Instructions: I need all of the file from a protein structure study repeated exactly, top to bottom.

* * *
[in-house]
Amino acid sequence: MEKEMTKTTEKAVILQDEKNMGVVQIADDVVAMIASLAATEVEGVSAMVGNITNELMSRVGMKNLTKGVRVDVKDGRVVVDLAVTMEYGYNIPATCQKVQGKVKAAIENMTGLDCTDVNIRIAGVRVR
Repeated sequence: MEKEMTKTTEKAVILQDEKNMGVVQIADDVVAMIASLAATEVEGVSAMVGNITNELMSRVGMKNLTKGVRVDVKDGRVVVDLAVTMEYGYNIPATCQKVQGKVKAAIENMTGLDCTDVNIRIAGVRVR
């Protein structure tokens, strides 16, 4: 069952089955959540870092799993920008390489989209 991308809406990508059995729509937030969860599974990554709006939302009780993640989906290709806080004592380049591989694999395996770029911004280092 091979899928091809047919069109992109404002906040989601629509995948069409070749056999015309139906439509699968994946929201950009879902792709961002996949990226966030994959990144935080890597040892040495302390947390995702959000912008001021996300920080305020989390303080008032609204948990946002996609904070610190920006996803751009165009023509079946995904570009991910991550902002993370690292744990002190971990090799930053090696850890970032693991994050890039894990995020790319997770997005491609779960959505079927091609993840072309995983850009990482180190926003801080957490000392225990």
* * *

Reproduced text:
[in-house]
Amino acid sequence: MEKEMTKTTEKAVILQDEKNMGVVQIADDVVAMIASLAATEVEGVSAMVGNITNELMSRVGMKNLTKGVRVDVKDGRVVVDLAVTMEYGYNIPATCQKVQGKVKAAIENMTGLDCTDVNIRIAGVRVR
Repeated sequence: MEKEMTKTTEKAVILQDEKNMGVVQIADDVVAMIASLAATEVEGVSAMVGNITNELMSRVGMKNLTKGVRVDVKDGRVVVDLAVTMEYGYNIPATCQKVQGKVKAAIENMTGLDCTDVNIRIAGVRVR
């Protein structure tokens, strides 16, 4: 069952089955959540870092799993920008390489989209 991308809406990508059995729509937030969860599974990554709006939302009780993640989906290709806080004592380049591989694999395996770029911004280092 091979899928091809047919069109992109404002906040989601629509995948069409070749056999015309139906439509699968994946929201950009879902792709961002996949990226966030994959990144935080890597040892040495302390947390995702959000912008001021996300920080305020989390303080008032609204948990946002996609904070610190920006996803751009165009023509079946995904570009991910991550902002993370690292744990002190971990090799930053090696850890970032693991994050890039894990995020790319997770997005491609779960959505079927091609993840072309995983850009990482180190926003801080957490000392225990």